Capital & Main: Several years ago when my wife Susan and I traveled across Ireland by local bus, we headed toward a national cultural site a few miles beyond the nearest town. The route the bus took crossed a rural peninsula, and finally to the little community. As we wound through the country roads, old people climbed aboard, and when we arrived at the end of the line, still some miles from our destination, they all disembarked for the post office. We needed some stamps, so we followed.
But at the post office, no one did much postal business. Instead, they picked up their monthly retirement checks – then cashed them, before returning to their homes on the next bus. Of course, in between, there was time for a short stop at the pub and maybe the grocery store.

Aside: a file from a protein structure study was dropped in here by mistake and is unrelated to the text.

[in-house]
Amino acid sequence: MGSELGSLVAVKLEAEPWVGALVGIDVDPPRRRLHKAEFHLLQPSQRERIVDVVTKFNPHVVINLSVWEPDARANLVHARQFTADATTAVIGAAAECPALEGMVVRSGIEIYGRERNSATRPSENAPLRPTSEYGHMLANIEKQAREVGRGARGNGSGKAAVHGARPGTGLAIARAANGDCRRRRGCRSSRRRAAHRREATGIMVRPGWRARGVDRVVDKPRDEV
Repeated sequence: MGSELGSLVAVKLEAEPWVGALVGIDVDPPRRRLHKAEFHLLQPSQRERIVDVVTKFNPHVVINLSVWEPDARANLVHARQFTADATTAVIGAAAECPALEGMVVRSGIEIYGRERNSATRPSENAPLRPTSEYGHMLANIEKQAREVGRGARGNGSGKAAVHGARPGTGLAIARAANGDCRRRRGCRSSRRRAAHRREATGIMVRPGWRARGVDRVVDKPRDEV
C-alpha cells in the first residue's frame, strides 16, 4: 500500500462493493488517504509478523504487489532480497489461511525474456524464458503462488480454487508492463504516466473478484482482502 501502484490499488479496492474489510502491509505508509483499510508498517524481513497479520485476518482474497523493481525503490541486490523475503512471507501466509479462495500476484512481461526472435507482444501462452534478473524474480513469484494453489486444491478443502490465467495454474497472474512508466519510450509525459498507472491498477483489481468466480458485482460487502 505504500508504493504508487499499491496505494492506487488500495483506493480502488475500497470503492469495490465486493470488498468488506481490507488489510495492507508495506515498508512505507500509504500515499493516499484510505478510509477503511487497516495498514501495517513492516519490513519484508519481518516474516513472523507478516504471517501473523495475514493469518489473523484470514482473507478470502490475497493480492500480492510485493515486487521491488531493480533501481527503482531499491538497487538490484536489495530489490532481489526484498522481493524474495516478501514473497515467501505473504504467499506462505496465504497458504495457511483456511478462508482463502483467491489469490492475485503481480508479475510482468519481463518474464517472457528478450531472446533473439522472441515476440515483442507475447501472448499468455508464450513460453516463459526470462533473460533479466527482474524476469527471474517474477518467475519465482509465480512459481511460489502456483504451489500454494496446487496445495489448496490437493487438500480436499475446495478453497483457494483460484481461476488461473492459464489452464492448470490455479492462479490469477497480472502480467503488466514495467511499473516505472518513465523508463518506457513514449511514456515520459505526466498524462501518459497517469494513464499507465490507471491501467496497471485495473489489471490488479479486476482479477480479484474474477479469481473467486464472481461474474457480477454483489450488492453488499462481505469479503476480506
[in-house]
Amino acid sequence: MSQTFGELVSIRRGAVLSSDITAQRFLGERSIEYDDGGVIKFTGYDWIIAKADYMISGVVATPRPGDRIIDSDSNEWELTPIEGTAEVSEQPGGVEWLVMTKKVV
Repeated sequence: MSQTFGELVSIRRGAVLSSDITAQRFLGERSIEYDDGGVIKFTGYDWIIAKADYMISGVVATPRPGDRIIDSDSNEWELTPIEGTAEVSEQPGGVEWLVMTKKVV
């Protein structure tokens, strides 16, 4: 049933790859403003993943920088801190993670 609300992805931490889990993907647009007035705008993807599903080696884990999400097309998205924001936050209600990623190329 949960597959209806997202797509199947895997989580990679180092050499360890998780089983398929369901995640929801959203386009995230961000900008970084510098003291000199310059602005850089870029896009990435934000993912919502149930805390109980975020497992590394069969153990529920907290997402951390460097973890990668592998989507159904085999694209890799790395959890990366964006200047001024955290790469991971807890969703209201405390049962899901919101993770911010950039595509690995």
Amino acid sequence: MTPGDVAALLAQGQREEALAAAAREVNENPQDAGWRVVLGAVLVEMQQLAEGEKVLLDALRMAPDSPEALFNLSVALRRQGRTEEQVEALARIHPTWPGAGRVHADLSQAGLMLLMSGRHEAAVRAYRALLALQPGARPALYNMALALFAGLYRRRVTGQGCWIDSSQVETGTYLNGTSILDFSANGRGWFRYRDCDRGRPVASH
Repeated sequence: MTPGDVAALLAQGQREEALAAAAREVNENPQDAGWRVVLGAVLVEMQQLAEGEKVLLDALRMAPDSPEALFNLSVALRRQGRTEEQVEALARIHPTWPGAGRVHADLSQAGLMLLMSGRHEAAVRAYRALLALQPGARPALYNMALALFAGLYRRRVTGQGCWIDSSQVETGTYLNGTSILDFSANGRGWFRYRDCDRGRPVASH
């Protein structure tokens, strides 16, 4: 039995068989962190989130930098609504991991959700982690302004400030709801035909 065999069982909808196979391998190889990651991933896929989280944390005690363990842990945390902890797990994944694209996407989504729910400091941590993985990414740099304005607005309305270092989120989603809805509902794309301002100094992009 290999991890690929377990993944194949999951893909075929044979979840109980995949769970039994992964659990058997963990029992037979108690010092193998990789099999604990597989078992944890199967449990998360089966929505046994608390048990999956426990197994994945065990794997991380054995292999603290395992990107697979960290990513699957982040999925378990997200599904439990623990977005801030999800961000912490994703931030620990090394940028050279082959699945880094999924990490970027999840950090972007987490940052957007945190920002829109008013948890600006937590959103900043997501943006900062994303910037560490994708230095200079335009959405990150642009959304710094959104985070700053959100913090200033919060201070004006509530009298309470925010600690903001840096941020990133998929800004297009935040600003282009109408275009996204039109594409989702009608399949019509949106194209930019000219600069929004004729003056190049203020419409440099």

As tourists, we seemed to be the only people interested in the local church. Post offices once offered savings accounts that immigrants found especially useful. I had not thought about this scenario much until I saw a piece in The Atlantic magazine in which a successful American writer realized that in a crisis he couldn’t come up with $400. Neither could 47 percent of the respondents in a recent poll by the Federal Reserve Board. People said they would either borrow the money or sell something. Which must be why people borrow from check cashing stores, paying exorbitant interest rates above 300 percent. However, in most instances, I’ve learned, it doesn’t take a crisis.
Most pay check loans cover monthly bills – rent, utilities and basic living expenses. Sadly, the customer base for these financial services involves a huge percentage of working America. Some 19 million households use payday lenders, nearly one in six, according to the Community Financial Services Association of America, which represents storefront lenders. Furthermore their director told Congress in February that “as many as 76 percent of Americans are living paycheck to paycheck.” That’s a huge potential market for customers who either do not or cannot use banks for their financial services. Read more.